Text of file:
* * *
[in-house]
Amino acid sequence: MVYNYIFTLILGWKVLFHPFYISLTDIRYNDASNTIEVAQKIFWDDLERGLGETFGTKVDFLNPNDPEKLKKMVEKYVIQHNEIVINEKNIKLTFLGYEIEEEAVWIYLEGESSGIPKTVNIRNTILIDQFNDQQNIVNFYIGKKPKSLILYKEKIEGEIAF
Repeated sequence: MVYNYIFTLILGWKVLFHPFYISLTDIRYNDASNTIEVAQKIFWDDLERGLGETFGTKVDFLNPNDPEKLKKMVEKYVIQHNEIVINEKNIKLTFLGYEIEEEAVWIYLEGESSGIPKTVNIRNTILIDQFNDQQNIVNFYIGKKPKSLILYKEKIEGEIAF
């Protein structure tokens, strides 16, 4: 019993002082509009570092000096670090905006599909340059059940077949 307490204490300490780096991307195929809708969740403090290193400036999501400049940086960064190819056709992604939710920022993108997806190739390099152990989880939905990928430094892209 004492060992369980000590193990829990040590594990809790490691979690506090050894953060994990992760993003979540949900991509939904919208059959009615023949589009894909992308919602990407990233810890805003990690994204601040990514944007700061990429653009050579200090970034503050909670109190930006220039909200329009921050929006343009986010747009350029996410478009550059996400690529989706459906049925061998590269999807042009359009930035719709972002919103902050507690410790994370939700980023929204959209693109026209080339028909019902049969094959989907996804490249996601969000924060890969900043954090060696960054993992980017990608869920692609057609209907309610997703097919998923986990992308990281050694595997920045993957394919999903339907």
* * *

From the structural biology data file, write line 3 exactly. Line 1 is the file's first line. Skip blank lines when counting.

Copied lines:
Repeated sequence: MVYNYIFTLILGWKVLFHPFYISLTDIRYNDASNTIEVAQKIFWDDLERGLGETFGTKVDFLNPNDPEKLKKMVEKYVIQHNEIVINEKNIKLTFLGYEIEEEAVWIYLEGESSGIPKTVNIRNTILIDQFNDQQNIVNFYIGKKPKSLILYKEKIEGEIAF